When Tropical Storm Beryl roared through Jacksonville in 2012, Rachel stayed home to ride it out. Born and raised in Florida, she was used to the constant barrage of storms. But that night, “the river rose over the river wall and surrounded the house. Literally. Thankfully, the house sits well up off the ground. We started to wonder whether we should’ve left. The house was suddenly a cruise ship. There were waves, I kid you not!, slamming against my bedroom window.”
The feeling of living in such an old building, of being young in a place with such history, gave her “a sense of security that’s hard to find.” Now living on the Upper Eastside of Manhattan, she says River House is still the oldest building she’s ever called home. She loved the sense of community she shared with the building’s other tenants. “Sometimes we’d run into each other at events or just out at bars and it was such a cool connection. It was like we knew we shared the best house in Jacksonville.”
It was in her River House apartment that Rachel started Dandelion House, a nonprofit helping find meaningful work for people with severe disabilities. Today she works with professional development for special needs educators for the New York City Department of Education. Her River House roommate Liz Grebe ran Jacksonville’s Riverside Arts Market and now coordinates events for The Jacksonville Business Journal.
“My time in that house was so full of love, art, warmth and creativity. I started a nonprofit out of that house. I had a zillion game nights with friends. That house gave me shelter through the roller coaster times of finding love in my 20s. I became the adult version of myself in that house. I moved into that house a broken lost 24 year old at the start of my career with no idea how I was going to make it work. I left that house in the final year of my 20s, just after meeting my soulmate, headed to New York City, where I’d always dreamed of living. Maybe in some way the hope that was so vibrant in my life in that house can be part of its history.”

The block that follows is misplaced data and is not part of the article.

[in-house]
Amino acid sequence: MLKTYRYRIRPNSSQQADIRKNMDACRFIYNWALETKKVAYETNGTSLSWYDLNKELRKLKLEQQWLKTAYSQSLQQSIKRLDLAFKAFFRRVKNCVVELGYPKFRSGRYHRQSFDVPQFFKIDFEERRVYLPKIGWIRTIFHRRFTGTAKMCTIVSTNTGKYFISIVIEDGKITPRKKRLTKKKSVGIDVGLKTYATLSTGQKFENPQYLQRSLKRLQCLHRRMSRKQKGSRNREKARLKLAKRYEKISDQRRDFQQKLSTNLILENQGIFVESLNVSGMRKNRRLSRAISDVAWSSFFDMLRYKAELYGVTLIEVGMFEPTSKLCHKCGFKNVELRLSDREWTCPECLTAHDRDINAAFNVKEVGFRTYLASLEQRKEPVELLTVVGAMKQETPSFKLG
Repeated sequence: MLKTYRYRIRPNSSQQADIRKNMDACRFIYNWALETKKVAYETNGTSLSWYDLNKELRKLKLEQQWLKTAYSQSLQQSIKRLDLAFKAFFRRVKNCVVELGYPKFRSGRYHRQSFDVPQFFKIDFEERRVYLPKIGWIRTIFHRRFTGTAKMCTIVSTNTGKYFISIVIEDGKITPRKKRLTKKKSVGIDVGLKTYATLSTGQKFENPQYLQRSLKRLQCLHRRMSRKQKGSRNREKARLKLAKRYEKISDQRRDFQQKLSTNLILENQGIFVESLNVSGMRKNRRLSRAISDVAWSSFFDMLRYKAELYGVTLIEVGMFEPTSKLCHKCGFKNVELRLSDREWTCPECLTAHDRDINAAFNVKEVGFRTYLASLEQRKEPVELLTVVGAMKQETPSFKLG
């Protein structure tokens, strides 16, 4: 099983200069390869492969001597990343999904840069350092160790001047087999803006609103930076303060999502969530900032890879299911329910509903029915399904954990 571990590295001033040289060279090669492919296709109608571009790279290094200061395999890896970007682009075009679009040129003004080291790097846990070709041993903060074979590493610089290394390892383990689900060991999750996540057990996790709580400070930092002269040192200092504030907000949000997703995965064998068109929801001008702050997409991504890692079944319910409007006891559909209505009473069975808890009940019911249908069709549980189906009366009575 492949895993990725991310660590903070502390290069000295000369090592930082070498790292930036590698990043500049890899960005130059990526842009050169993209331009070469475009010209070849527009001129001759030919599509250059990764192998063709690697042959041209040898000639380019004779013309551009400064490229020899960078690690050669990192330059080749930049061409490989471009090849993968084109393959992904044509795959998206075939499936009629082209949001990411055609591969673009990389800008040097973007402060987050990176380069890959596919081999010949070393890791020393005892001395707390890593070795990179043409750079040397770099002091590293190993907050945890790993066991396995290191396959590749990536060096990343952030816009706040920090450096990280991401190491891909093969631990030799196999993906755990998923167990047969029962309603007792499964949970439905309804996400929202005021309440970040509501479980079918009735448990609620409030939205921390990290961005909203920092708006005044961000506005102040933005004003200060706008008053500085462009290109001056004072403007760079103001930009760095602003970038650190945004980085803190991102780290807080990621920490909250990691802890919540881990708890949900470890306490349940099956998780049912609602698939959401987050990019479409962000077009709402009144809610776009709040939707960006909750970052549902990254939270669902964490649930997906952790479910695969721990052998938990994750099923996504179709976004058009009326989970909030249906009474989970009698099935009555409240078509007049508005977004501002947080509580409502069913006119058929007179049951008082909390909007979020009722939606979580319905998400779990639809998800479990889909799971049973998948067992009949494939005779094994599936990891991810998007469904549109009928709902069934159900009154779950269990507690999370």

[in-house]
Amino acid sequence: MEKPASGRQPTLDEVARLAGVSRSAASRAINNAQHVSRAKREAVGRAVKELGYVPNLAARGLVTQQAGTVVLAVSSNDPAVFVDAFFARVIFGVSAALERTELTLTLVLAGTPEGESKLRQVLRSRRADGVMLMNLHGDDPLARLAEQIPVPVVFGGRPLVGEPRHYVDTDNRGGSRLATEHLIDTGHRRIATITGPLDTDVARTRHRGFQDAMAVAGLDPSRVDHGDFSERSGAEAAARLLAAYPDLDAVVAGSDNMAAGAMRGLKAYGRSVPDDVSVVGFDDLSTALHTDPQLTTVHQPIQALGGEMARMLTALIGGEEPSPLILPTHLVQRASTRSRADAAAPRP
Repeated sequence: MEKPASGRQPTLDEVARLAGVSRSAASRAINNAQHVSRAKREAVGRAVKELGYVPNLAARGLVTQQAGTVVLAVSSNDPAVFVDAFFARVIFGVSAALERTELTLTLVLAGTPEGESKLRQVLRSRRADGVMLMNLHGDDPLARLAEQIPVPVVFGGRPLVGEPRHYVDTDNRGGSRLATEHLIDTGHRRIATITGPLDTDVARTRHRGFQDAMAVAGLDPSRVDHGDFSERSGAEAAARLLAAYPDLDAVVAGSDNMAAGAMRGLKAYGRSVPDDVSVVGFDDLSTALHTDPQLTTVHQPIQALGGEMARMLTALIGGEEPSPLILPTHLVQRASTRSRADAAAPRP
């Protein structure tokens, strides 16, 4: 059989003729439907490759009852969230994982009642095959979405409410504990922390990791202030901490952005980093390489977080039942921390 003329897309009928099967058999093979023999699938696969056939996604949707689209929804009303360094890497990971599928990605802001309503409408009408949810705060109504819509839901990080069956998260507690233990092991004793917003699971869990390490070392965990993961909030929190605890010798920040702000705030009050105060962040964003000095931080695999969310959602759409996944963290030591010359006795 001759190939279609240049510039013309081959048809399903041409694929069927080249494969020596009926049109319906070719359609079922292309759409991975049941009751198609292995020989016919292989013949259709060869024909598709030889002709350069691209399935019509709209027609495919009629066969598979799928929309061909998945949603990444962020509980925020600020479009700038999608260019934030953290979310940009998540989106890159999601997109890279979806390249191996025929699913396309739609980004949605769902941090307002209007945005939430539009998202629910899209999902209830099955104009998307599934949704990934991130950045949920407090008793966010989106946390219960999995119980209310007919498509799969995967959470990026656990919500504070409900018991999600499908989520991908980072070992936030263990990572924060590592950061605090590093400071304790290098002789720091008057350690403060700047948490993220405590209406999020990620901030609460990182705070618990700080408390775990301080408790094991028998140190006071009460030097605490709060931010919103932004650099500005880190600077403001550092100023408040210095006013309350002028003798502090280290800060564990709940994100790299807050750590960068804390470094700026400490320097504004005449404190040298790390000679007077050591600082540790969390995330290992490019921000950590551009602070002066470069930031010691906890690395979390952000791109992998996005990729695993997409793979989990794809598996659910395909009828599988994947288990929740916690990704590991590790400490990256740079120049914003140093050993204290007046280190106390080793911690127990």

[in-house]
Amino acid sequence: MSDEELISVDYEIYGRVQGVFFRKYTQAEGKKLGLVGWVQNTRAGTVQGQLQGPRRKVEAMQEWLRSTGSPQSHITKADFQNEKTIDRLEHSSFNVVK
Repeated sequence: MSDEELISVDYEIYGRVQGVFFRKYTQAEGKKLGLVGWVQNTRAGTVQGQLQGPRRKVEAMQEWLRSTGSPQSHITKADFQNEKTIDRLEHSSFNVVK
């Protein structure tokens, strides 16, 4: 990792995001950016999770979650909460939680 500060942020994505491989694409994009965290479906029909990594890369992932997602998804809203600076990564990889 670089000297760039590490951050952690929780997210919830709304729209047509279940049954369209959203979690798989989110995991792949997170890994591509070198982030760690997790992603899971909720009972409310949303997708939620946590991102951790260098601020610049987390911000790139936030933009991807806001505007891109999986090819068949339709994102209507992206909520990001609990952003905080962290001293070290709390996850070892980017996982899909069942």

5. The Silence
I re-read Binx Bolling’s late-night notes-to-self:
“Starting point for search:
“It no longer avails to start with creatures and prove God.
“Yet it is impossible to rule God out.
“The only possible starting point: the strange fact of one’s own invincible apathy—that if the proofs were proved and God presented himself, nothing would be changed. Here is the strangest fact of all.
“Abraham saw signs of God and believed. Now the only sign is that all the signs in the world make no difference. Is this God’s ironic revenge? But I am onto him.”
I make myself a nuisance in my search for Dr. Percy. I call Doug Milne four or five times over as many weeks. He’s so gracious and I feel like a gnat in his ear. I write the cardiologist another letter. Still no response. Except, of course, the silence is his response.